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Archives for the SPC Convective Outlook are updated daily (approximately) with a live map at the beginning of each article. Follow the link at the end of the article to check for current updates on the NOAA/NWS Storm Prediction Center website. Also, see Archives for Chicago's hourly weather data on CARDINAL NEWS Magazine.

Friday, June 18, 2021

SPC Jun 18, 2021 1300 UTC Day 1 Convective Outlook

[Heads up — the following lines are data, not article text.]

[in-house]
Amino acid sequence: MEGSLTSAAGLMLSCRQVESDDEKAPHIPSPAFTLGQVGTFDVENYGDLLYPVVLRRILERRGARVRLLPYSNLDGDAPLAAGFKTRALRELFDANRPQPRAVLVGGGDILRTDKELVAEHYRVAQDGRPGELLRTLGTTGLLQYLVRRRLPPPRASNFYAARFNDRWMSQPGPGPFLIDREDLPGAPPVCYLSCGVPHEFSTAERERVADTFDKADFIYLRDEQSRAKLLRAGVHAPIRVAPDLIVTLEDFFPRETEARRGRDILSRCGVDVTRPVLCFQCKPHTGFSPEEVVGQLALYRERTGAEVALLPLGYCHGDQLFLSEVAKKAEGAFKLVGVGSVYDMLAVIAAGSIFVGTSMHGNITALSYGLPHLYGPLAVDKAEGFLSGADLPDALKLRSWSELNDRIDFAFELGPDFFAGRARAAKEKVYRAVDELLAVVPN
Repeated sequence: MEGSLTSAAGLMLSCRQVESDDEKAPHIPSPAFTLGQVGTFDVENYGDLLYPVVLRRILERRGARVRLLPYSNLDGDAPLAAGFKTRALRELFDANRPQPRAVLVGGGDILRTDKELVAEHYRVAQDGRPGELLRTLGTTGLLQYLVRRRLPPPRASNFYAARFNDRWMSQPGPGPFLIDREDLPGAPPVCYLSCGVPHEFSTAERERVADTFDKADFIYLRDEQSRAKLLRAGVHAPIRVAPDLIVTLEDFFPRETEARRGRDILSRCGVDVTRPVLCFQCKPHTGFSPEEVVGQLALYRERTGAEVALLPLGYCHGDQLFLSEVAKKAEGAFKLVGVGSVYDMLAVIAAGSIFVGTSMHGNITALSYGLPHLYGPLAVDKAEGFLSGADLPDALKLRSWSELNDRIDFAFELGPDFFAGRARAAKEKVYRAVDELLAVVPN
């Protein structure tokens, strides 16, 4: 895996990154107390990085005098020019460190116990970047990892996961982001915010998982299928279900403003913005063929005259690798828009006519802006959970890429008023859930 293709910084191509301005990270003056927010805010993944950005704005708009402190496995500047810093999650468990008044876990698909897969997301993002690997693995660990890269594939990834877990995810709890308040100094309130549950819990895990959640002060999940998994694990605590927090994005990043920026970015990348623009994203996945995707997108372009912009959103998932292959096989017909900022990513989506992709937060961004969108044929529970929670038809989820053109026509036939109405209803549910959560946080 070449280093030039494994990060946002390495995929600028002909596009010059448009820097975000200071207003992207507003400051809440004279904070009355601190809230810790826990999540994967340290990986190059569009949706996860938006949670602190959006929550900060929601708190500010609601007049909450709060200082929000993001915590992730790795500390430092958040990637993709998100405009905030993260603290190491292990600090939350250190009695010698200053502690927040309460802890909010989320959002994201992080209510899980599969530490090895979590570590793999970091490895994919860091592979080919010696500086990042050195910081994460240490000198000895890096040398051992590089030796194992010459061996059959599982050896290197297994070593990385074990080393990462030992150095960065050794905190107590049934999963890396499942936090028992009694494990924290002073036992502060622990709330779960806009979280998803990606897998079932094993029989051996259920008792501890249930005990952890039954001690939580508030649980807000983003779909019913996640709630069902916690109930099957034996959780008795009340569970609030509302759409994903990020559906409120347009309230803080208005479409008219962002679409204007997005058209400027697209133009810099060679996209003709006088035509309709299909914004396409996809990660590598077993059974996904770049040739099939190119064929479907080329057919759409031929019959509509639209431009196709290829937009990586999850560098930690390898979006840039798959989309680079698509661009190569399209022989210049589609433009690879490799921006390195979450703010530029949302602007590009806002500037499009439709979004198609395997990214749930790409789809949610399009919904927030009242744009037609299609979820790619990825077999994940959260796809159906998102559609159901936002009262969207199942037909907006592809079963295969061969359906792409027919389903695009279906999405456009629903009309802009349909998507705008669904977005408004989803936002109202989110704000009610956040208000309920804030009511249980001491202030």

SPC 1300Z Day 1 Outlook Day 1 Convective Outlook NWS Storm Prediction Center Norman OK 0756 AM CDT Fri Jun 18 2021 Valid 181300Z - 191200Z ...THERE IS AN ENHANCED RISK OF SEVERE THUNDERSTORMS OVER PARTS OF ILLINOIS...INDIANA AND OHIO... ...SUMMARY... Scattered severe storms will pose a threat of damaging wind, large hail and perhaps a couple tornadoes this afternoon and tonight over parts of the Ohio Valley region and mid Mississippi Valley. ...Synopsis... In mid/upper levels, the northern-stream flow belt will be aligned generally from west-northwest to east-southeast over the northern CONUS. The highest-amplitude shortwave trough is apparent in moisture-channel imagery over southern SK, and forecast to move to WI by the end of the period. A more-subtle, but still apparent, perturbation over NE will move eastward toward the IL/IN border through 12Z tomorrow. Meanwhile, a weak, slowly retrograding trough over eastern/central TX and northeastern MX -- to the east of a major anticyclone over the Four Corners region -- will affect the motion of a tropical disturbance discussed below. At the surface, 11Z analysis showed a cold front from northern WI across western IA and south-central NE, to a low near GLD, then across central Co. The low is forecast to weaken and move roughly eastward to northeastern KS by 12Z. Another frontal-wave low may develop tonight over WI and move to Lake Michigan, ahead of the strongest mid/upper-level shortwave trough, with the front connecting those lows, and extending across southeastern CO by the end of the period. ...Midwest corridor... This outlook area is a spatial composite of two most-probable regimes that ultimately may merge overnight. In both, ultimate upscale growth will foster a dominant damaging-wind threat, with some significant (65+ kt) gusts possible. Enough low-level shear may develop to support some tornado potential (especially the eastern/first area). 1. Potential re-invigoration of convection is possible this afternoon associated with the UVV field now supporting the ongoing non-severe convection over the upper Great Lakes. This swath of ascent should encounter a diabatically destabilizing and advectively moistening plume of boundary-layer air over the OH/southeastern MI/northern WV region, with some backbuilding possible this evening westward across IN and perhaps eastern IL. A corridor of rich moisture now within reasonably short distance upstream (southeastern MO, southern IL, western KY) will spread up the Ohio Valley region, underlying sufficiently steep midlevel lapse rates to support a plume of 2500-3500 MLCAPE (locally/briefly higher). The same relatively veered surface winds that will enable that moist advection also will limit vertical shear, with forecast soundings reasonably showing effective-shear magnitudes of 25-40 kt. However, enough low-level speed shear will exist to enlarge hodographs and present effective SRH in the 150-250 J/kg range, supporting a blend of supercell and multicell structures, with bowing segments possible. Cold-pool aggregation will transition the threat to mainly wind with time, though the eastern and southern bounds of the threat will be regulated by decreasing inflow-layer instability. 2. Upshear, mostly later development this evening and tonight, across the southern IA/northern MO to central/eastern IL/western IN corridor. An initially blended hail/wind threat (some significant/ 2+ inch diameter hail possible with relatively discrete cells) will transition toward wind with time, as upscale growth occurs with east-southeastward extent. This activity will be supported by a combination of frontal forcing and isentropic lift to LFC, near the nose of a 40-50-kt southwesterly LLJ, with MLCAPE 2000-4000 J/kg and (despite modest near-surface flow) 35-45-kt effective-shear magnitudes. A conditional, very cap-dependent potential also exists for late-afternoon supercell formation along the boundary near the IA/MO border, in which case significant hail would be possible early in the convective cycle. Given these areas of hail potential, a corridor of 10% significant-hail threat has been introduced within (and not affecting) existing categorical bounds, which still appear valid for this outlook cycle. ...Central High Plains... Isolated to widely scattered thunderstorms should develop this afternoon and last into part of the evening, moving eastward across the outlook area. Isolated severe wind and hail will be the main concerns. After the frontal passage, northeasterly flow will veer gradually to easterly, imparting a substantial near-surface upslope component that will aid in enhancing deep shear, as well as in moist advection and storm-relative winds in the inflow layer. Associated lift, along with diabatic heating of elevated terrain, will promote deepening afternoon convection beneath steep midlevel lapse rates, with MLCAPE to near 1000 J/kg, atop a well-mixed and deep subcloud layer suitable for strong to locally severe gusts. 35-45-kt effective-shear vectors will support mostly multicells, but with at least transient supercell characteristics possible. ...Gulf Coast... A tropical storm is forecast to develop from an area of low pressure now over the west-central Gulf, its center making landfall on the south-central to southeastern LA coastline late tonight. [See the latest NHC advisories for specific details on forecast track and intensity, as well as all tropical-related watches and warnings.] Given: 1. The latest track forecast with eastward-expanded wind radii, 2. The strongly sheared and somewhat hybrid tropical/subtropical character of this system, and related highly asymmetric, eastward- skewed convective distribution expected (per NHC discussion)... The outlook is shifted eastward, but with similar shape, maintaining marginal tornado potential generally north through east of center through the end of the period. Inland spread of the juxtaposition between favorably moist/unstable marine air and enlarged hodographs should be limited this afternoon and overnight, before expanding day-2 (per that outlook) with the added influences of diurnal heating and additional inland translation of the system. ..Edwards/Broyles.. 06/18/2021 Read more LIVE: